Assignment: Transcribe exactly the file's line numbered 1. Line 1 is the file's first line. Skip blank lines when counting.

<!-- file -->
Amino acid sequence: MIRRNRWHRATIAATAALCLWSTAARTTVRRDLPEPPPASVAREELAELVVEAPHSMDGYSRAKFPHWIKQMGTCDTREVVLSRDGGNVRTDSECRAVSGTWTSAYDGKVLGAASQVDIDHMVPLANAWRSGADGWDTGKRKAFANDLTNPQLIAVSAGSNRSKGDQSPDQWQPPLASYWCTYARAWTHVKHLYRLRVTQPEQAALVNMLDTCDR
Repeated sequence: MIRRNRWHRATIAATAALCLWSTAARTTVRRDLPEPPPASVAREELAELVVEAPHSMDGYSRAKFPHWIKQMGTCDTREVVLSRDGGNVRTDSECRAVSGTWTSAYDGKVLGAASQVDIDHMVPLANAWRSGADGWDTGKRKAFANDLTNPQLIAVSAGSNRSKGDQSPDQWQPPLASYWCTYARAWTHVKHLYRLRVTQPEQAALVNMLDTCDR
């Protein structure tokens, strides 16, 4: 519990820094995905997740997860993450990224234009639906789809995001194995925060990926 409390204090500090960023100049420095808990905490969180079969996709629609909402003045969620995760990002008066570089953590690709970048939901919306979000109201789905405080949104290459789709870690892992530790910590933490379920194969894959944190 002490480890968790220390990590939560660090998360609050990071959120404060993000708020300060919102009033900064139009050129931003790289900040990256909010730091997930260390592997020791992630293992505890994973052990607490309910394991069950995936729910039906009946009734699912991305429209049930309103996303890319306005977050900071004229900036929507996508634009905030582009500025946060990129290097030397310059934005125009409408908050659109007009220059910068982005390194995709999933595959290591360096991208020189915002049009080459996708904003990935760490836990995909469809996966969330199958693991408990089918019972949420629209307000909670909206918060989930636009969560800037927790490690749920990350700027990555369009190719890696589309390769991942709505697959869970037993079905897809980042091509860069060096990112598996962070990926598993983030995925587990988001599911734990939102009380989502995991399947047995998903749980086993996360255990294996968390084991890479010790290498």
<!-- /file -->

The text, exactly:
Amino acid sequence: MIRRNRWHRATIAATAALCLWSTAARTTVRRDLPEPPPASVAREELAELVVEAPHSMDGYSRAKFPHWIKQMGTCDTREVVLSRDGGNVRTDSECRAVSGTWTSAYDGKVLGAASQVDIDHMVPLANAWRSGADGWDTGKRKAFANDLTNPQLIAVSAGSNRSKGDQSPDQWQPPLASYWCTYARAWTHVKHLYRLRVTQPEQAALVNMLDTCDR